#1 By: Maggie Koerth-Baker, October 14th, 2013 13:38
#2 By: Shane Hoffman, October 14th, 2013 14:27
FYI, there is a BBC documentary hosted by Monty Python's Terry Jones that explores this topic extensively, and you can watch the whole thing on YouTube here: http://youtu.be/KoSWtEWTvWE
Also, it is my 8-year-old daughter's favorite documentary ever.
#4 By: Cary, October 14th, 2013 15:15
At first I thought that it was some Tantric thing where the orgasm was invented, then I noticed that a lower-case "o" was used...
#5 By: Fall Hammer, October 14th, 2013 15:33
It is so profound to think of a world without "Zero" as a concept. This quote from the article really sums (pun intended) it up.
"Zero denotes nothing. But in India it was derived from the concept of shunya. Shunya means a sort of salvation," she said. "When all our desires are nullified, then we go to nirvana or shunya or total salvation."
In the modern world it is common to see religion and science as always in conflict. Yet in ancient India, one cannot untangle mathematics and mysticism."
so the way I see it -9 -8 -7 -6 -5 -4 -3 -2 -1 (nirvana) 1 2 3 4 5 6 7 8 9 it seems almost too perfect.
#6 By: Charles A Rovira, October 14th, 2013 15:49
That's not a lower case letter, that the pseudo-digit zero.
#7 By: Shashwath T R , October 14th, 2013 18:19
This is not the whole picture. This is just the first time it appears in inscription. The first zero in literature dates back another 300 years, and it appeared in different forms going back to the Babylonians. Pointing to one instance in an inscription and making up some mystical mumbo jumbo is too simplistic a treatment of it.
I explored this a couple of years back: http://mobilisinmobili.net/2011/11/10/value-nothing/
#8 By: Fall Hammer, October 14th, 2013 18:29
Wow that wa a really well written article thank you. You are right the above article does seem a bit to simplistic, as many cultures were using the Zero, but as your article and the above one have in common is the Indians acceptance of the concept, albeit because of theological/philosophical leanings of that same concept.
#9 By: Shashwath T R , October 15th, 2013 12:15
Thanks. I guess my problem with the article is that they're falling into the oriental mysticism trap - everything Indian should have 1x snake charmers and 2x rope tricksters.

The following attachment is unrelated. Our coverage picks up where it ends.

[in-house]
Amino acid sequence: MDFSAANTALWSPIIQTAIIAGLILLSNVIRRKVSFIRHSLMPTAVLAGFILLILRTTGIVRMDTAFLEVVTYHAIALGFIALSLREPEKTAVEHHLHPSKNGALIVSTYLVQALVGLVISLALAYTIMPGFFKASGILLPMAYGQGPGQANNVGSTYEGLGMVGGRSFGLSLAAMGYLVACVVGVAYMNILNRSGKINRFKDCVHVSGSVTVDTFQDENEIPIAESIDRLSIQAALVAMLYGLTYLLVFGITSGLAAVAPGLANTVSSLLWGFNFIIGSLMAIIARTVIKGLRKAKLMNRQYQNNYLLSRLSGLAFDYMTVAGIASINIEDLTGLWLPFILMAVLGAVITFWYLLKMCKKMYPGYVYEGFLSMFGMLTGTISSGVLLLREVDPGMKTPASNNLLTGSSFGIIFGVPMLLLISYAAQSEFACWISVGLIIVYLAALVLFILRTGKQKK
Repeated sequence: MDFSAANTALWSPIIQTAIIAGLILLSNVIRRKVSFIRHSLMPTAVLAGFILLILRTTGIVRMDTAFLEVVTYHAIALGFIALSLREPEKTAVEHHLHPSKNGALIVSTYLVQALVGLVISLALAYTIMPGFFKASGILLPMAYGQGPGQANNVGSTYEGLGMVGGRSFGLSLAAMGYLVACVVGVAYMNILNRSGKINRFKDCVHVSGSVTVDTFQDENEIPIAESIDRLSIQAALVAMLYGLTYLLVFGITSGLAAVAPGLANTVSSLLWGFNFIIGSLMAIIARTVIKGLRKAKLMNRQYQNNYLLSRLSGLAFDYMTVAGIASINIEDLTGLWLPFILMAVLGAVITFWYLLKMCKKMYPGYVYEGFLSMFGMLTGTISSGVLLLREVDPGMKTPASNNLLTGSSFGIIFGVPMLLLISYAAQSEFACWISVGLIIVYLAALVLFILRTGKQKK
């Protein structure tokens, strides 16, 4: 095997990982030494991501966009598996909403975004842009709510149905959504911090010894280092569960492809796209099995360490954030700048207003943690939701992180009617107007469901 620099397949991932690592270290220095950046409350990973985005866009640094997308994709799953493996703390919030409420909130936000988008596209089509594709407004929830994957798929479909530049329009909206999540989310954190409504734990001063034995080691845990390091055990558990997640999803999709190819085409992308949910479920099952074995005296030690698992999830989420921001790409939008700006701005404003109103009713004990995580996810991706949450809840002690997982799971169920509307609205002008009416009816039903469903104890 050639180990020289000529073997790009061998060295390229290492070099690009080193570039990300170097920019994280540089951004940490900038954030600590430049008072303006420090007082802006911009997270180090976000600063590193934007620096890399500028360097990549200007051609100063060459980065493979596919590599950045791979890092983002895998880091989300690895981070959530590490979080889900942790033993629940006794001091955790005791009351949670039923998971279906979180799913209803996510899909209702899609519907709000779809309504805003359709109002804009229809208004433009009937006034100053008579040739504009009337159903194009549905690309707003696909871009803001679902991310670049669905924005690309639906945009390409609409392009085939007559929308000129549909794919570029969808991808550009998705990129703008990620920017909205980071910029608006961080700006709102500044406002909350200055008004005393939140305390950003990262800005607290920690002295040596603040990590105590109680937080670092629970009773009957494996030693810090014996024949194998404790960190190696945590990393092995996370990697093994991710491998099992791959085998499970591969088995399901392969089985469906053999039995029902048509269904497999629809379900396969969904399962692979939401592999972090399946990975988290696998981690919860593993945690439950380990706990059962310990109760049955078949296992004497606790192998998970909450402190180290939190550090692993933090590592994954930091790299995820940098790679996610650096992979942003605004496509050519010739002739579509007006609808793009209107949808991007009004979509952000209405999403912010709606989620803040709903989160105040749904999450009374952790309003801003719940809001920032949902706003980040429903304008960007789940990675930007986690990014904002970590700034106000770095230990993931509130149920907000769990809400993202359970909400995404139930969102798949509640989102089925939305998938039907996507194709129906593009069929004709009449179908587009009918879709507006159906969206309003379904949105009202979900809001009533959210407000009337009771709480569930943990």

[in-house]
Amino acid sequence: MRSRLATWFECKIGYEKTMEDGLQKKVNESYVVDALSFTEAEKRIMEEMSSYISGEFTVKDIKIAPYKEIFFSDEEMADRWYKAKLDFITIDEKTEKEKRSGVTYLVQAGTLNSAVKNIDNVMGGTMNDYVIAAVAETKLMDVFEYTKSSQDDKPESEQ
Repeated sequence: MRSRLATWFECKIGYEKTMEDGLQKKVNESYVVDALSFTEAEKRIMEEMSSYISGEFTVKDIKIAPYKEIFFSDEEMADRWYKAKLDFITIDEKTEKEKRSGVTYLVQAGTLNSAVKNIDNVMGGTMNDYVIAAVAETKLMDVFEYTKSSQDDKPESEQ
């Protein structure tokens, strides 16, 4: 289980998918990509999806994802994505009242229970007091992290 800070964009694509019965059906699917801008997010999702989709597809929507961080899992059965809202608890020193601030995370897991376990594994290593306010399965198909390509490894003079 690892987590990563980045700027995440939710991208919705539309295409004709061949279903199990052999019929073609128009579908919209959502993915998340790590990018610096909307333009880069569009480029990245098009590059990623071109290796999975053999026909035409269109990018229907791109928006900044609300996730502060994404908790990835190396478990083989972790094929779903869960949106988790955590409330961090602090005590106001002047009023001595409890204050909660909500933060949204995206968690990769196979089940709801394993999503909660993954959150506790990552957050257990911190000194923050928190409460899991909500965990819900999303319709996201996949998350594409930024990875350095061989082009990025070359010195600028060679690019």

There's always a bit of theological significance to any study in India - at the very least, every single book on whatever subject starts with a dedication to some god or other. But you'd be hard-pressed to find any medieval book from Europe or the Middle East that didn't also begin with a dedication to god. Also, the people who wrote these books were Brahmins - by definition, priests and philosophers combined, who had to learn the rituals and the philosophy as a base before specializing in some science or other.
To me, the equivalent would be something like taking Occam's Razor and embellishing it with a whole lot of Catholic theology on the basis that William of Ockham was a Franciscan friar. While that's true, and his faith and studies in his faith probably had much to do with his work, that should not be the focus of a discussion on the philosophical concept. At most, it can add context. And thus with the mystical significance being attached in this article to the zero.
#10 By: Tim Quinn, October 15th, 2013 14:29
Most days I invent zero a couple times before lunch. Then, back from lunch, a couple more times before heading home for the day.
At home it's inventing z I am working on. Almost got it.
#11 By: Duncan, October 15th, 2013 16:15
"The mathematical concept of zero emerged in India about one and a half thousand years ago,"
Wait, what? So there was no concept of Zero in the time of Christ?
I'm not understanding something crucial here me thinks…
#12 By: Jonathan Roberts, October 15th, 2013 16:51
That the Julian and Gregorian calendars go directly from 1 B.C. to 1 A.D?
#13 By: Tim Quinn, October 15th, 2013 17:13
There is a zero there. Right between them. zero, nada, nothing, of no length.
#14 By: Jonathan Roberts, October 15th, 2013 17:15
Year zero does not exist in the Anno Domini system usually used to number years in the Gregorian calendar and in its predecessor, the Julian calendar. In this system, the year 1 BC is followed by AD 1. However, there is a year zero in astronomical year numbering (where it coincides with the Julian year 1 BC) and in ISO 8601:2004 (where it coincides with the Gregorian year 1 BC) as well as in all Buddhist and Hindu calendars. The absence of a year 0 leads to some confusion concerning the boundari...
#15 By: Tim Quinn, October 15th, 2013 17:18
Of course I know all that. What, do you think I am unreaded?
#16 By: Maggie Koerth-Baker, October 19th, 2013 13:38
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